1. Home
  2. Finance
  3. Raising money

Raising money

Grants, sponsors and fundraising Club Grants 

The UCSA receives funds through the student levy to help support clubs in the form of grant applications. 

There are main categories of grants that clubs can be apply for: 

  • Major Club Grant 
  • Small Club Grant of up to $500.00 
  • First Year Club Establishment Grant 

All grants must be future focused, which means you cannot apply for a grant after the cost has already been incurred. 

Grant Limits 

The maximum that clubs can receive annually depends on the number of members they have: 

  • 20 to 70 members: Up to $2,000.00 annually. 
  • 70 to 150 members: Up to $4,000.00 annually. 
  • 150+ Members: Up to $6,000.00 annually. 

Clubs or societies may receive up to four successful applications a year, or until they have reached their funding limit – whichever is reached first. 

Please note that First Year clubs are limited to $500.00, irrespective of the number of members they have. 

Major Clubs Grants 

Major Club Grants can be used for a variety of reasons, including but not limited to: 

  • Large events and activities, particularly those that contribute towards the creation of a vibrant, diverse, and engaging campus. Limited catering is supported. 
  • Partial coverage of registration fees to help members participate in activities. This is not membership fees. 
  • Activities that develop the executive or members’ skill set.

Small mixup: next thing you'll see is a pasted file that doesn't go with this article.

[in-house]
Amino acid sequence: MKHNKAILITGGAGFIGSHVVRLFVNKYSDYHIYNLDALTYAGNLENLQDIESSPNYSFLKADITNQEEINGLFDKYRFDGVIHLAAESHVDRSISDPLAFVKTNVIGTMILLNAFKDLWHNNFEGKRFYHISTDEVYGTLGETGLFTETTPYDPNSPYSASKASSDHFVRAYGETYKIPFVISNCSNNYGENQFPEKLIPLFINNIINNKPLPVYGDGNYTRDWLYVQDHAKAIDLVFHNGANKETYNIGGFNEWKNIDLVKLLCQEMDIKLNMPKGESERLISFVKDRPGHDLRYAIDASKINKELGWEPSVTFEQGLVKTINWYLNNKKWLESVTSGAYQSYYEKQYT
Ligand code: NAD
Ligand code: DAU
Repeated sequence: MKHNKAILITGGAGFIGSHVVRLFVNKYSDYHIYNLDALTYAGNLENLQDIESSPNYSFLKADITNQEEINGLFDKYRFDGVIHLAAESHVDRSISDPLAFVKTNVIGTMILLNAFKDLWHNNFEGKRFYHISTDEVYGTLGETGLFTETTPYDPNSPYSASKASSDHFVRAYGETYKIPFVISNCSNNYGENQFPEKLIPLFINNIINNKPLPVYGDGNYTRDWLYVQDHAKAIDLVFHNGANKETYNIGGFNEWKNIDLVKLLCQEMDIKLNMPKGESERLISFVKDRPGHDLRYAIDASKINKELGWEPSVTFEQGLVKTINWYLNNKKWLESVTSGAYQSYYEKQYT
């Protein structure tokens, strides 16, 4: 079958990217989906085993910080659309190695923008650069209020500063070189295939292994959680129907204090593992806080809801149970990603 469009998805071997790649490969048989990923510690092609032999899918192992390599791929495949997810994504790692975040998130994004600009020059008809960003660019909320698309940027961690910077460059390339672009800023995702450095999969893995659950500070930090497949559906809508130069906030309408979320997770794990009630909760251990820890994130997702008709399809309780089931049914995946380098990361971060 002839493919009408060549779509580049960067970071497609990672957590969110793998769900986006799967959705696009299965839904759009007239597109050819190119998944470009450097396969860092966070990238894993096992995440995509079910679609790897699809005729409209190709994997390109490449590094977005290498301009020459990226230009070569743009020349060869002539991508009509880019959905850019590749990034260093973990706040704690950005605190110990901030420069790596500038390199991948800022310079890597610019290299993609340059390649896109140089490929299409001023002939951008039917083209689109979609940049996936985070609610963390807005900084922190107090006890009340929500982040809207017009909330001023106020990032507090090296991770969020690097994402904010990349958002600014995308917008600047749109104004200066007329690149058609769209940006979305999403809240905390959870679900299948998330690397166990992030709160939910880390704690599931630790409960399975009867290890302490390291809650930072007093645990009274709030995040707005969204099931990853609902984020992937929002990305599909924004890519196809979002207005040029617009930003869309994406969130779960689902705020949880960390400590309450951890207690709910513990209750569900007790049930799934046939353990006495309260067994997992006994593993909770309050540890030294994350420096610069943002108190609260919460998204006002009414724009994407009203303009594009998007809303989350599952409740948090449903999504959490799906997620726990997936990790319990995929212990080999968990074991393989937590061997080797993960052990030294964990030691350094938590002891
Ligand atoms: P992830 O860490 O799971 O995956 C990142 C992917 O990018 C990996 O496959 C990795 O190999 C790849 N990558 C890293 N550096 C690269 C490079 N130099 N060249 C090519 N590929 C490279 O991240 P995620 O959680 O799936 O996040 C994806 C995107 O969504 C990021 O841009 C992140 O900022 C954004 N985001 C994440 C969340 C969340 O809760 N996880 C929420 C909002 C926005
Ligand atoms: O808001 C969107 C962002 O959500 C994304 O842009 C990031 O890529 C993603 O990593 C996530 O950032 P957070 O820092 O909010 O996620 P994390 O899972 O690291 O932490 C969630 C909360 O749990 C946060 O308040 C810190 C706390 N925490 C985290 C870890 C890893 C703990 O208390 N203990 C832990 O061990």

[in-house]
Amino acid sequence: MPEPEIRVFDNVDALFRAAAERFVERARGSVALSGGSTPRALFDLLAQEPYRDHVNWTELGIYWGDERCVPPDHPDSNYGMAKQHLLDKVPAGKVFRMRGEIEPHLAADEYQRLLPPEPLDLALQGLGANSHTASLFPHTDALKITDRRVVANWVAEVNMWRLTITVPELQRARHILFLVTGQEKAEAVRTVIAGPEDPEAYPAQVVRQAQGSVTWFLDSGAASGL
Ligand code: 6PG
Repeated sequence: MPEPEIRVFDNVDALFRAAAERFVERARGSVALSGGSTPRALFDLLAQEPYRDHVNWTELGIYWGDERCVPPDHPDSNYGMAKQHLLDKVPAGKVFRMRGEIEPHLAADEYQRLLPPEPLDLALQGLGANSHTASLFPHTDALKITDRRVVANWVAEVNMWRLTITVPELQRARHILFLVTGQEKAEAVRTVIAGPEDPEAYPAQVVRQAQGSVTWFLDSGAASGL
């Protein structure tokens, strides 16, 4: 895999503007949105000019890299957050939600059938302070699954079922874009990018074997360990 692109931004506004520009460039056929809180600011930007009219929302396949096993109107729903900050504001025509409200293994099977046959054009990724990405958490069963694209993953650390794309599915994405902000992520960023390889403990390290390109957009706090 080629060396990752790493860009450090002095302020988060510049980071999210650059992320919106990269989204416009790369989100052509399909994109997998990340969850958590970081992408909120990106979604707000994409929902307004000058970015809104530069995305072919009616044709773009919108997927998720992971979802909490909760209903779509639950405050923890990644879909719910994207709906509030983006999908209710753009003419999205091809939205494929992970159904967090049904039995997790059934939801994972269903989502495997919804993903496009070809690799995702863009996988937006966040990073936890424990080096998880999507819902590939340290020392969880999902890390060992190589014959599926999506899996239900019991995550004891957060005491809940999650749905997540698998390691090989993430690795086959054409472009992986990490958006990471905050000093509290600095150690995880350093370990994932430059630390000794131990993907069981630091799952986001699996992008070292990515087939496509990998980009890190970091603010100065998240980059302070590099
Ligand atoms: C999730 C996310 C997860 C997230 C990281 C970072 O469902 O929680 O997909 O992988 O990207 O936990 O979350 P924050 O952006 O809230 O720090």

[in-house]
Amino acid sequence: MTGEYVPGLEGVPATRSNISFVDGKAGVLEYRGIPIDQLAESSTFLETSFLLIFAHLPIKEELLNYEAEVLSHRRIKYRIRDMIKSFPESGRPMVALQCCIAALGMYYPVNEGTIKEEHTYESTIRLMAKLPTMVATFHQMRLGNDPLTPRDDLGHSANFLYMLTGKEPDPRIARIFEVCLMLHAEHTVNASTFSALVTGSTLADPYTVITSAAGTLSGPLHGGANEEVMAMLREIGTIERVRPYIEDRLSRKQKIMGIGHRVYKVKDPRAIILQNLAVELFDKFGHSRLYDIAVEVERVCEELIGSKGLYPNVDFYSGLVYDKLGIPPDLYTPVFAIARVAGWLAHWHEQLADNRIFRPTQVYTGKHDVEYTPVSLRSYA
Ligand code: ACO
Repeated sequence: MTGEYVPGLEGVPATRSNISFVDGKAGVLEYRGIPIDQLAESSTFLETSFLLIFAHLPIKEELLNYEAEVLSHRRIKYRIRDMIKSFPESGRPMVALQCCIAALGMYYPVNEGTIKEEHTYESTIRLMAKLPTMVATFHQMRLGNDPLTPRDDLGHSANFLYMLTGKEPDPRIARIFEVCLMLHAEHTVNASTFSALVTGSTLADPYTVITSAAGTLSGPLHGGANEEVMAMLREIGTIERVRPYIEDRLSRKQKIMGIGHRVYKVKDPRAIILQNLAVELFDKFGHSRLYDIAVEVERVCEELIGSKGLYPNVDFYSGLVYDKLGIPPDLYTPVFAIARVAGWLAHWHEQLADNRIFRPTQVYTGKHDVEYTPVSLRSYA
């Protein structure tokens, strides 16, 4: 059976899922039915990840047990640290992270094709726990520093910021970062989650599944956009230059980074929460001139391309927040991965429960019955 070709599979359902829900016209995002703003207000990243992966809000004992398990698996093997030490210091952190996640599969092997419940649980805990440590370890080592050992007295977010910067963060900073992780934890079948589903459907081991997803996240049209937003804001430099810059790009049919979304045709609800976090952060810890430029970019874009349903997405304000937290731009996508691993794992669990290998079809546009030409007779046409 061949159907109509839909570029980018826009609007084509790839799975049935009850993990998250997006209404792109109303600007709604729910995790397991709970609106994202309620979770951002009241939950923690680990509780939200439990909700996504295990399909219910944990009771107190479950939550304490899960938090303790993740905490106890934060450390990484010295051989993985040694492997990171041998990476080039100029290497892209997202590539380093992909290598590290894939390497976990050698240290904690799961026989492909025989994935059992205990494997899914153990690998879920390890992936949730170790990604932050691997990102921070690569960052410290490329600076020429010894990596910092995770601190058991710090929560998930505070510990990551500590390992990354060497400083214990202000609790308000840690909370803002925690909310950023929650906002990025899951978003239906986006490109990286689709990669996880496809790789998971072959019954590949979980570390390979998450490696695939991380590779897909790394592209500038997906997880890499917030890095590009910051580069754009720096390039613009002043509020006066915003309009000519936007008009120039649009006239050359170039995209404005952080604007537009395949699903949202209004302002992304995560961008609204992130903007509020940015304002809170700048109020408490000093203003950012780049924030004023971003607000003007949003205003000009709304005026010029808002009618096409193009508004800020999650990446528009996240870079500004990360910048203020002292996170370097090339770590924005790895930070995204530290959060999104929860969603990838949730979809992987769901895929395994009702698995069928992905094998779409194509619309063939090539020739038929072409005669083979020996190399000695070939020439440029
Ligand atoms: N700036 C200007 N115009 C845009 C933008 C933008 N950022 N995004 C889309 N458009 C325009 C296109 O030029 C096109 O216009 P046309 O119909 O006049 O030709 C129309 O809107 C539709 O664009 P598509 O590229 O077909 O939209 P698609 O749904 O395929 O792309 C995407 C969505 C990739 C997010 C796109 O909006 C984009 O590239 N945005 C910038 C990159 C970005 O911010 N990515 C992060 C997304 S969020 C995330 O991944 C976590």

• Campaigns centred on students’ issues, concerns, or causes. 
  • Health and safety equipment or training. 
  • Support student attendance at conferences and events, including sporting competitions, recognised by regional, national, or international organisations that are not related to academic study. 

Small Club Grants 

Small Club Grants are awards of up to $500.00, for relatively straightforward applications. These are the sorts of applications clubs frequently make such as: 

  • Banners, flags, and other marketing materials. 
  • Start-up costs for fundraising activities. 
  • Small events and activities. 
  • Minor equipment that can be monitored with an asset register. 

First Year Clubs 

First Year Club Establishment Grants are to help a club get up and running, and can be used for things such as: 

  • Banners, flags, and other marketing materials. 
  • Start-up costs for fundraising activities. 
  • Small on-campus events and activities. 

How to Apply 

First of all, ensure you have a purpose that can be granted by considering what you’re wanting to apply for against the club grant policy. 

Next, consider whether the amount you are looking to apply for is reasonable in comparison to the amount of funds the club or the attendees / members / beneficiaries of the grant are contributing. 

All of our grant applications are processed electronically. 

When you are completing the application, it is important you submit as much accurate information as possible. If you are having problems, please reach out to us. 

Once your application has been logged, it will be considered at the next available grants meeting. Please note these are once every two weeks during term time. 

If you need any assistance, or have any questions, please contact clubs@ucsa.org.nz


Research Potential Sponsors 

Create a wish list of who you might want to sponsor your club/event. Keep in mind the relevance and compatibility with your association. 

Sponsorships are often easier to gain with companies that have had a change in leadership/ownership, rebranded, and launched a new product or have another significant shift in brand they might want to showcase. 

Research the potential sponsor: would they complement your club, are they a good brand fit/relevant to your Club/event. Sponsorship works both ways – what would you bring to their business: skills, more loyal customers, social media following, brand awareness, or increased sales?